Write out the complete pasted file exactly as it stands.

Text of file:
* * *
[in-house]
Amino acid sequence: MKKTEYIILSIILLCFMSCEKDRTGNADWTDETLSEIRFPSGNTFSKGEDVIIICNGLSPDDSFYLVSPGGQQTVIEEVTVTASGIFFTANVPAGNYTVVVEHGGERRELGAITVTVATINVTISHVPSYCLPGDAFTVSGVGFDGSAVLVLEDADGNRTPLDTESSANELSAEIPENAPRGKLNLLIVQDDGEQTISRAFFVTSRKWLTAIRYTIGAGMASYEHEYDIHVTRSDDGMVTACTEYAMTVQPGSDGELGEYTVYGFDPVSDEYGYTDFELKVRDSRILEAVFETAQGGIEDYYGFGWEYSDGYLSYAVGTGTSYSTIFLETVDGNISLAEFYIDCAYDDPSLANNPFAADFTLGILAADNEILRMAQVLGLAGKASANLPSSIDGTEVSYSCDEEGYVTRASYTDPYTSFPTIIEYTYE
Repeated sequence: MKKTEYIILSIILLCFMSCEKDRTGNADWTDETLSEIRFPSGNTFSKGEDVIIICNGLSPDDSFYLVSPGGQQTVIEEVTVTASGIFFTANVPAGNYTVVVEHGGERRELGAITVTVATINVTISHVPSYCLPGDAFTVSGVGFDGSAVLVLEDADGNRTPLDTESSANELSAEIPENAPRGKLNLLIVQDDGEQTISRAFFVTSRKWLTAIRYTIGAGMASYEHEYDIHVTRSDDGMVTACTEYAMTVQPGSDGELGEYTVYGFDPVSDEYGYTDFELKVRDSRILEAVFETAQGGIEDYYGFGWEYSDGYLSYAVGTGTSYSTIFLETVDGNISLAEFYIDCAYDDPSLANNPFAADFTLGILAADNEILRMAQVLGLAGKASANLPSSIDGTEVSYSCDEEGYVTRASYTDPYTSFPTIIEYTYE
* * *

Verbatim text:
[in-house]
Amino acid sequence: MKKTEYIILSIILLCFMSCEKDRTGNADWTDETLSEIRFPSGNTFSKGEDVIIICNGLSPDDSFYLVSPGGQQTVIEEVTVTASGIFFTANVPAGNYTVVVEHGGERRELGAITVTVATINVTISHVPSYCLPGDAFTVSGVGFDGSAVLVLEDADGNRTPLDTESSANELSAEIPENAPRGKLNLLIVQDDGEQTISRAFFVTSRKWLTAIRYTIGAGMASYEHEYDIHVTRSDDGMVTACTEYAMTVQPGSDGELGEYTVYGFDPVSDEYGYTDFELKVRDSRILEAVFETAQGGIEDYYGFGWEYSDGYLSYAVGTGTSYSTIFLETVDGNISLAEFYIDCAYDDPSLANNPFAADFTLGILAADNEILRMAQVLGLAGKASANLPSSIDGTEVSYSCDEEGYVTRASYTDPYTSFPTIIEYTYE
Repeated sequence: MKKTEYIILSIILLCFMSCEKDRTGNADWTDETLSEIRFPSGNTFSKGEDVIIICNGLSPDDSFYLVSPGGQQTVIEEVTVTASGIFFTANVPAGNYTVVVEHGGERRELGAITVTVATINVTISHVPSYCLPGDAFTVSGVGFDGSAVLVLEDADGNRTPLDTESSANELSAEIPENAPRGKLNLLIVQDDGEQTISRAFFVTSRKWLTAIRYTIGAGMASYEHEYDIHVTRSDDGMVTACTEYAMTVQPGSDGELGEYTVYGFDPVSDEYGYTDFELKVRDSRILEAVFETAQGGIEDYYGFGWEYSDGYLSYAVGTGTSYSTIFLETVDGNISLAEFYIDCAYDDPSLANNPFAADFTLGILAADNEILRMAQVLGLAGKASANLPSSIDGTEVSYSCDEEGYVTRASYTDPYTSFPTIIEYTYE